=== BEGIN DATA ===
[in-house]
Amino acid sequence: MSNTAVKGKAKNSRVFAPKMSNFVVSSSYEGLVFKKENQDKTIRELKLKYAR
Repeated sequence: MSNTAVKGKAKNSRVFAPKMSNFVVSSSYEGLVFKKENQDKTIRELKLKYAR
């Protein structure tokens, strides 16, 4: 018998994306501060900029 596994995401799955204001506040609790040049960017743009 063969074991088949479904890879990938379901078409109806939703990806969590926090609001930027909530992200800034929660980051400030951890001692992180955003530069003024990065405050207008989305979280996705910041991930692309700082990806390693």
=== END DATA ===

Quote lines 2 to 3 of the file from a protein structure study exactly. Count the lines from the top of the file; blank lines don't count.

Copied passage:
Amino acid sequence: MSNTAVKGKAKNSRVFAPKMSNFVVSSSYEGLVFKKENQDKTIRELKLKYAR
Repeated sequence: MSNTAVKGKAKNSRVFAPKMSNFVVSSSYEGLVFKKENQDKTIRELKLKYAR